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an artillery gun on a self-propelled tank chassis.
Self-propelled guns were used during World War II to fight enemy tanks, provide tanks and infantry with accompanying fire to destroy and neutralize enemy manpower and fire weapons, and destroy enemy defensive structures. The guns are fired from open and concealed fire positions. Organizationally, in the armed forces of the USSR self-propelled guns were operated by the detached self-propelled artillery regiments of large mechanized units. Among the self-propelled guns developed and deployed in 1943–44 were light types weighing up to 20 tons (SU-76 and SU-57); medium, up to 40 tons (SU-85, SU-100, and SU-122); and heavy, more than 40 tons (SU-152, ISU-122, and ISU-152). The numbers 57, 76, and so on signified the caliber of the gun; the caliber was usually larger than that of the gun of the tank on whose chassis it was mounted. Self-propelled guns traveled at speeds of up to 55 km/hr, were operated by a crew of four or five men, and had a firing range of 8–15.7 km. Unlike tanks, self-propelled guns do not have rotating turrets.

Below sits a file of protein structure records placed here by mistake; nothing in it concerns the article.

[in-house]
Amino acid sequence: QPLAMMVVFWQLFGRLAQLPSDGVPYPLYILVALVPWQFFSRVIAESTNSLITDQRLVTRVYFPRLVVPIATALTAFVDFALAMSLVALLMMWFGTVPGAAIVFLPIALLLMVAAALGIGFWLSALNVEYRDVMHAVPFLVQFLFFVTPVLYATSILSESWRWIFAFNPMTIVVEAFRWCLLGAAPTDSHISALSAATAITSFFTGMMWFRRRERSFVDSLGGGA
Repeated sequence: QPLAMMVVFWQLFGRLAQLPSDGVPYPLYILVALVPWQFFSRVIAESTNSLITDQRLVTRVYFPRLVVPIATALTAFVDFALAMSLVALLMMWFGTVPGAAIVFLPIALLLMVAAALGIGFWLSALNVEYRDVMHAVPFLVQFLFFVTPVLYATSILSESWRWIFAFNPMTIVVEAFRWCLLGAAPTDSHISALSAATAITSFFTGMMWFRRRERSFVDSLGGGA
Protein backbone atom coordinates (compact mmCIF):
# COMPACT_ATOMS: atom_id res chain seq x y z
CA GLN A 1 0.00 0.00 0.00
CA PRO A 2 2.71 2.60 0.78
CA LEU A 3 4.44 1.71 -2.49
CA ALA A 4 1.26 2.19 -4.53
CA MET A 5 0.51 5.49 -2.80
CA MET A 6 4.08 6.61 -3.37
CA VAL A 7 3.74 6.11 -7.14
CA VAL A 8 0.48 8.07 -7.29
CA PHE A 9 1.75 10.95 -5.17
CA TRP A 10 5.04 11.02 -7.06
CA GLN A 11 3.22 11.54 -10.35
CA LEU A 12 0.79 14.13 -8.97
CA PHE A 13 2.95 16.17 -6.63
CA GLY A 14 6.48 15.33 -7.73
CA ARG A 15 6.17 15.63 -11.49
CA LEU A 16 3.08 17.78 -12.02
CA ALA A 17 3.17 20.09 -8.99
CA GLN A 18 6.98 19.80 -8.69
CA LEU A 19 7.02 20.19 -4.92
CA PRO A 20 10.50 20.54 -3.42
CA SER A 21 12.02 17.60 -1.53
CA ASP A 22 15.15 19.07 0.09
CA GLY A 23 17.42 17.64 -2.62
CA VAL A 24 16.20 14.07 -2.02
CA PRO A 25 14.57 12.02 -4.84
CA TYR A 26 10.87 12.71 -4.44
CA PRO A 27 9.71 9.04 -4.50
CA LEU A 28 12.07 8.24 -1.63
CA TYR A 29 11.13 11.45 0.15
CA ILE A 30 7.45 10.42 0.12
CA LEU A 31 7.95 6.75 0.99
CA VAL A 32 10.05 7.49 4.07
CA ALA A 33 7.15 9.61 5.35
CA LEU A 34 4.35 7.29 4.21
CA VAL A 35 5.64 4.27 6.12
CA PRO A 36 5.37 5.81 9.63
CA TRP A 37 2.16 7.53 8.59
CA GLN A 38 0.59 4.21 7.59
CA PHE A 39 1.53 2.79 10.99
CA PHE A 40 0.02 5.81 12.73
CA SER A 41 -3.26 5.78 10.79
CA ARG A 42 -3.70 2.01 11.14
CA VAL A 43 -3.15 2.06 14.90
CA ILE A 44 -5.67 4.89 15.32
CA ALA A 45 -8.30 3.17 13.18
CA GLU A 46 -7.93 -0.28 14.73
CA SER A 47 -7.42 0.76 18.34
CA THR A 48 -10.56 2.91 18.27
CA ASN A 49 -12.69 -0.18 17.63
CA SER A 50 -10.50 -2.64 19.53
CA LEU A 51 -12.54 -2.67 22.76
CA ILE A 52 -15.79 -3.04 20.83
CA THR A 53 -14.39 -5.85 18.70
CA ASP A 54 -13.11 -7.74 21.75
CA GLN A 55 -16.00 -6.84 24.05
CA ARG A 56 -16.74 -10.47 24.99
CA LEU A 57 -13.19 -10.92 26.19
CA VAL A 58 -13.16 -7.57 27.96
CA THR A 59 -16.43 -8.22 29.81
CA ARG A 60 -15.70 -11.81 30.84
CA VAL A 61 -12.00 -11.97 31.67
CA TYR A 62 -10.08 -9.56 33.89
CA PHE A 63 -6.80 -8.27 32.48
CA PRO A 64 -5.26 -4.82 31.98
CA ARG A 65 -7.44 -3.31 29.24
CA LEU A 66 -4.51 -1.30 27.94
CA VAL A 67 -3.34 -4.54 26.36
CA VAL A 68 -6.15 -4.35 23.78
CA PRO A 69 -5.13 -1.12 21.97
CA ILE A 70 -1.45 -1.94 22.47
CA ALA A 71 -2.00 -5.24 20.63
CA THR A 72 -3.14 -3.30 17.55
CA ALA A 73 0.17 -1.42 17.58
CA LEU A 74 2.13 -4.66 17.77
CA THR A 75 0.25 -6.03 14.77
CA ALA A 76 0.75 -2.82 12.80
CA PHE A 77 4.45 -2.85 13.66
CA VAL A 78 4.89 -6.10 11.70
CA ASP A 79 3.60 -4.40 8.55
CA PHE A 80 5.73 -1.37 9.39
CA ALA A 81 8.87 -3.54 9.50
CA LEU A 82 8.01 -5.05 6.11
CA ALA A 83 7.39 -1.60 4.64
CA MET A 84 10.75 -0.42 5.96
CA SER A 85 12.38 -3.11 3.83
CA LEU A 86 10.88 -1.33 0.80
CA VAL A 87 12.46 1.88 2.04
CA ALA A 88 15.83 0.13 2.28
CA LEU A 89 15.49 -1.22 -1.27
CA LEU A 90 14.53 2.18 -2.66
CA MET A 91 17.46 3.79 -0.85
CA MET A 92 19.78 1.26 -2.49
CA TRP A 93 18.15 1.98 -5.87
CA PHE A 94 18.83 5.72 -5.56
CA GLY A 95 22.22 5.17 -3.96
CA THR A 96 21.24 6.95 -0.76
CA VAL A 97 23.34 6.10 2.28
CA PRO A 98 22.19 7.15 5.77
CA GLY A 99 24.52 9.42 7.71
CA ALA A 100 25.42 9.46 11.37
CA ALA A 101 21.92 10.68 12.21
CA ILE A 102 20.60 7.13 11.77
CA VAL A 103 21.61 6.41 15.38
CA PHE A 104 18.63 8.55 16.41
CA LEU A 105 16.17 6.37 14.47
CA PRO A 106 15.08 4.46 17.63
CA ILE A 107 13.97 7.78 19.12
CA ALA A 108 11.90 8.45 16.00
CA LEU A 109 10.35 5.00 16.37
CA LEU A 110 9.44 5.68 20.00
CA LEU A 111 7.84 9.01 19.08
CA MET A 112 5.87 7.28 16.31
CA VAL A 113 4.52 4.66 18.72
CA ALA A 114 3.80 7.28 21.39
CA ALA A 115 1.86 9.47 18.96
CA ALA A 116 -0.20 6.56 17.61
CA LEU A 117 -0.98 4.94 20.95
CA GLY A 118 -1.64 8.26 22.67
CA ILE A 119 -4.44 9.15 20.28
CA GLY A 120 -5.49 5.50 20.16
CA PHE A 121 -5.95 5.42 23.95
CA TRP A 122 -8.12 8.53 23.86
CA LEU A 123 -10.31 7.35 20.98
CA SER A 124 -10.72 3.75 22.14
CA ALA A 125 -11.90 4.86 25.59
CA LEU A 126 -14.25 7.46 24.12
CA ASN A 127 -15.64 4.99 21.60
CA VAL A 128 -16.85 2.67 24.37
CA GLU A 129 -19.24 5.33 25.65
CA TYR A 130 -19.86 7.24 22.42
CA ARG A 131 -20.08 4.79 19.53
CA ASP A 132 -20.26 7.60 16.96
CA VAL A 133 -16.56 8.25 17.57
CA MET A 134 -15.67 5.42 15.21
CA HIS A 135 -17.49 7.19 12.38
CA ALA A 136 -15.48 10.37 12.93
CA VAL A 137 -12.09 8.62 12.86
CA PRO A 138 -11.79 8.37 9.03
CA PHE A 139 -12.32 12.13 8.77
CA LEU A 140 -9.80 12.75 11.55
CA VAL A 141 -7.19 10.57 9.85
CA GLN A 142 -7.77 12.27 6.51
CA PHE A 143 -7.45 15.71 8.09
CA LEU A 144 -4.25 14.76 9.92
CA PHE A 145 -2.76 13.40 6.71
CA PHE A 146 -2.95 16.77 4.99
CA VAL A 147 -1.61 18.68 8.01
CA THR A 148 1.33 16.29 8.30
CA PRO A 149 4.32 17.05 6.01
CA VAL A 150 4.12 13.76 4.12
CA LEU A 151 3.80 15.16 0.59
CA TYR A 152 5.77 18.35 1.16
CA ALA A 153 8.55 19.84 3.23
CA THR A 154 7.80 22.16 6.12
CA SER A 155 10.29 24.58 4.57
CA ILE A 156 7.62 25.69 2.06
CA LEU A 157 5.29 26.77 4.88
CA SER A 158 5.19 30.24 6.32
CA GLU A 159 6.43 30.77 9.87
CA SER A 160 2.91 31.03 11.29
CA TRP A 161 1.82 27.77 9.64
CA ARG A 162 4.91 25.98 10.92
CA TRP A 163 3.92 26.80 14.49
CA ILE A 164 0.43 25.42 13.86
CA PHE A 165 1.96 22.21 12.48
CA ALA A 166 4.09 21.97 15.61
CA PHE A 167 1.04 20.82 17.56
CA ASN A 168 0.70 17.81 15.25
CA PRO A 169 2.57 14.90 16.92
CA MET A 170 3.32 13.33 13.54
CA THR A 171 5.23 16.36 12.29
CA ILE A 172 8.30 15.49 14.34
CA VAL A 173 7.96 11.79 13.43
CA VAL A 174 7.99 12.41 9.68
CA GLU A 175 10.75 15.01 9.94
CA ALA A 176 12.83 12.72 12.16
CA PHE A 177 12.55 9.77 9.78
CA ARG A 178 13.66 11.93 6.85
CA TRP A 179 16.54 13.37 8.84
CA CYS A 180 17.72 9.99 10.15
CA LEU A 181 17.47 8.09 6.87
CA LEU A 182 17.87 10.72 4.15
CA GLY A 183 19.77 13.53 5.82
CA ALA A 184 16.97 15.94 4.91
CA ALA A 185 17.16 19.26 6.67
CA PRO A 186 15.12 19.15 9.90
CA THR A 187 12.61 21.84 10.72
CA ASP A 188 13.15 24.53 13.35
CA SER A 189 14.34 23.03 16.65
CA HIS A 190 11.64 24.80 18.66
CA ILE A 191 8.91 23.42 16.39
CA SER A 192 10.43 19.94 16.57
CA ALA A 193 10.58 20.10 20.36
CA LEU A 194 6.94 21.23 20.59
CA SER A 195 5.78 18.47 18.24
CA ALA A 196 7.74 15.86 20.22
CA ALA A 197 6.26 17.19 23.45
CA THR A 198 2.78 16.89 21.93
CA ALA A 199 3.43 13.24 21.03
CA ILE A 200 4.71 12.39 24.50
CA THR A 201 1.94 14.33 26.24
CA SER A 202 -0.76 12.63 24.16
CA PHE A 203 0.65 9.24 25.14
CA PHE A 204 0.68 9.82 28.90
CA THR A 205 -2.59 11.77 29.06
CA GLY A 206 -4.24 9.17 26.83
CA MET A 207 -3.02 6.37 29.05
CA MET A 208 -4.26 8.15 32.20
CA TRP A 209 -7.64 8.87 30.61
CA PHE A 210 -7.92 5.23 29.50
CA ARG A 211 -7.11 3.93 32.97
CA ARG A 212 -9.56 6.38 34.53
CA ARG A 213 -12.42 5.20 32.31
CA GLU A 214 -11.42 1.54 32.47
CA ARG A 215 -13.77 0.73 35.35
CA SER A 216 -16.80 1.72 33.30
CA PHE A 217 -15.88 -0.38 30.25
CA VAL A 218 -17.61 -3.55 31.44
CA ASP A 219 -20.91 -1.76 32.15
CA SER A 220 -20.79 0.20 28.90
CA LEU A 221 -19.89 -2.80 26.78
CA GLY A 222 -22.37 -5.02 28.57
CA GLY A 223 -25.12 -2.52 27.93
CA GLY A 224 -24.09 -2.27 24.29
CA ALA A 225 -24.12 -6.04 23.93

During the Great Patriotic War, the active army received about 22,000 self-propelled guns, of which 59 percent were light, 21.5 percent medium, and 19.5 percent heavy. Self-propelled guns were also used by the armed forces of fascist Germany, the United States, and Great Britain. The Soviet models were superior in terms of mobility and fire power to the comparable guns of the fascist German Army (75, 105, 128, and 155 mm) and the Ferdinand 88-mm antitank assault gun. The US armed forces used 75-, 105-, 155-, and 203-mm self-propelled howitzers and 76-, 90-, and 155-mm self-propelled cannon. Great Britain had 76-mm cannon and 87.6-mm howitzer cannon.